5. C81 Rough Trade/NME Cassette
Forget C86. This was the first one, five years earlier, that no-one seems to remember. Recently, and not before time, there have been books and TV programmes celebrating the joys of the early indie/post-punk/John Peel era where people forgot the rules, even the rules of cool, and made the most diverse, quirky, original music. This was a tape that you had to save up tokens for from the NME and order by post. I still remember the day I ripped open the envelope and listened to it in my bedroom after school with the sun streaming in my bedroom to the sounds of the opening track “The Sweetest Girl” by Scritti Politti (posted by Pop Junkie here just two days ago). Very little has ever sounded so good as that song, that day. Then there was Orange Juice, the Raincoats, Young Marble Giants, Josef K etc. etc. This collection really made me proud of ‘my era’ and said to me ‘you can do this’. And then there were even things like Lynx that brought home to me that modern dance music played by black people was not automatically to be dismissed as disco crap.

6. The Byrds – singles 1965 – 1967
The post-punk era so celebrated above didn’t last long. The C81 cassette, though I didn’t know it at the time, was probably at the tail end of that golden era. The no-rules, creative free for all gave way to a drawing of battle lines between glossy funk, new romanticism, proto-goth or anarcho-punk, all of which bored me to tears. The little money I had therefore went on the discovery of the past. I had never really stopped being intrigued and obsessed with the 60s, so with little current to excite me I went and rediscovered a lot of 60s bands. I knew all their famous songs from hearing them on the radio over the years. But buying the records was different. Listening to them on stereo headphones (as opposed to background medium wave radio) with a wannabe-musician’s ear was like seeing a wall-size colour print of something you’ve only ever seen as a tiny crumpled black and white photo. The day I got this record home and was blown away by the freshness and sweet jangly joy of Mr Tambourine Man, All I Really Want To Do and Feel a Whole Lot Better was the day I found ‘my sound’.

7. Pebbles Volume 8 – various
John Peel used to play the occasional track from the Pebbles series of obscure mid-60s garage bands. Other than that, the whole genre was one you never ever heard on the radio. You had to buy the records. So I did. Starting with this one. There were always some corking tracks, some less so, and it was a while before I saved up for the next purchase so all the tracks on this one got played to death. The guts and attack of this kind of music were absent from all the music of the present day and had a close kinship with the Medway bands that I was discovering around the same time.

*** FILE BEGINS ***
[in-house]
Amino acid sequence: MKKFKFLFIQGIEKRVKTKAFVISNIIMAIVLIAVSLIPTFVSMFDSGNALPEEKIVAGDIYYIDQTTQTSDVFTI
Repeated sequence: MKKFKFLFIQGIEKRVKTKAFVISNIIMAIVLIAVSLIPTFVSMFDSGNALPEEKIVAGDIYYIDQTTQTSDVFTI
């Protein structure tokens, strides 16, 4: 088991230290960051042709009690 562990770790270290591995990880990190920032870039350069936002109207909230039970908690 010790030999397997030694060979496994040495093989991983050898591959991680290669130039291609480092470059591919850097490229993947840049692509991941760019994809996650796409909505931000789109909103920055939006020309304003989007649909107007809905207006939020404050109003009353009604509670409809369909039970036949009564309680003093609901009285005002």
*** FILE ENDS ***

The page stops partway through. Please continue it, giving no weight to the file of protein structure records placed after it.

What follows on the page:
8. The Doors – The Doors
Psychedelia excited me. I was really interested in the early psychedelia that has just evolved from beat groups and still had an edge, before getting too tie-dyed and pot-headed. Discovering the Doors and Love was like opening the door (‘scuse the pun) on some dusty forgotten relic. There was no industry of nostalgia or retro-cool in those days and even though this album had sold in millions less than 15 years before, The Doors seemed to have been completely forgotten. I got a rare chance to hear them on a half hour piece on Radio 1 to commemorate the 10th anniversary of Jim’s death. I know they haven’t aged well and to some extent there is a feeling that the Doors have been ‘found out’. But at the time I was totally sucked in by the swirling mystery of Light My Fire and The End.

9. Elvis Costello – Almost Blue
I never owned this album until relatively recently, and there may be 10 Costello albums that I prefer to this one, but that’s beside the point. There was a ‘making of’ documentary on TV when this album was released and the key thing for me was that here was Elvis saying ‘listen, country music is actually very good when done properly.’ I thought if Elvis says so there must be something in it. Opened the door to all sorts of music (both types in fact) that I might never have otherwise given house room to.

10. Velvet Underground – 1969 Live Vol 1